Creating Safe Systems will involve both traditional and new approaches. We must embrace and expand the use of Safe Systems practices that we know work, while being willing to try and evaluate new or non-traditional approaches, particularly when it comes to protecting vulnerable users.
Adopting a Safe Systems approach necessarily means adopting a safety culture. Steady progress can be made by putting safety first and following Safe Systems principles in each of the large and small decisions that confront us every day.
Adopting a Safe Systems approach does not absolve users of responsibility. Programs such as education and enforcement will remain essential. Providing effective emergency response when crashes do occur is also a critical element of Safe Systems. However, safe system design choices recognize that road users make mistakes or bad decisions and seeks to reduce the opportunities to do so or mitigate the consequences.
Reducing speed is not a direct prerequisite of Safe Systems, but will sometimes be necessary to achieve alignment with Safe Systems principles. In locations where vehicles interact with vulnerable road users, speeds should be controlled to a level at which a collision is unlikely to result in a fatal or serious injury.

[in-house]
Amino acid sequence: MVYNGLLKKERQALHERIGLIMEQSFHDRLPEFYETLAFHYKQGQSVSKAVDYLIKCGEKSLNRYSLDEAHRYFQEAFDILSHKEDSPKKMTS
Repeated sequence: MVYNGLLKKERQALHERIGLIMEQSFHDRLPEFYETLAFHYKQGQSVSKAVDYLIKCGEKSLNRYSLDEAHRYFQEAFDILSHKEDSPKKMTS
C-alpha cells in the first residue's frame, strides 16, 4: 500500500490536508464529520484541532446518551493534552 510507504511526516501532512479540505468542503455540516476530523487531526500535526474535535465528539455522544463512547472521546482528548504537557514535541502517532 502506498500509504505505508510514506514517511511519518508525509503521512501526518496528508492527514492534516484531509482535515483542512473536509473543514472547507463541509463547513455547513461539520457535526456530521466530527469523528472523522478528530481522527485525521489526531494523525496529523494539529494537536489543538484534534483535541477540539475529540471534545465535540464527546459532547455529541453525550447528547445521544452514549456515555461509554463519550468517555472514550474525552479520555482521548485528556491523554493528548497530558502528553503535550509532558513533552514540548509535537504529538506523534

When we choose a Safe Systems approach, we must accept that doing so may result a decrease in vehicle throughput and may limit the range of behavioral choices for users. However, such decisions are part of responsible system stewardship. As transportation professionals we have a moral obligation to protect lives while creating a reliable transportation system.
I. Anticipating Human Error
Recognizing that humans are human and that they will continue to make errors when traveling, one way to implement a Safe Systems strategy is to reduce the opportunity for error by:
Note: Sometimes a combination of both techniques is used, such as a protected left turn bay where the turning vehicles are physically separated while awaiting the opportunity to turn and separated in time through the use of a protected left turn phase.
II. Accommodating Human Injury Tolerance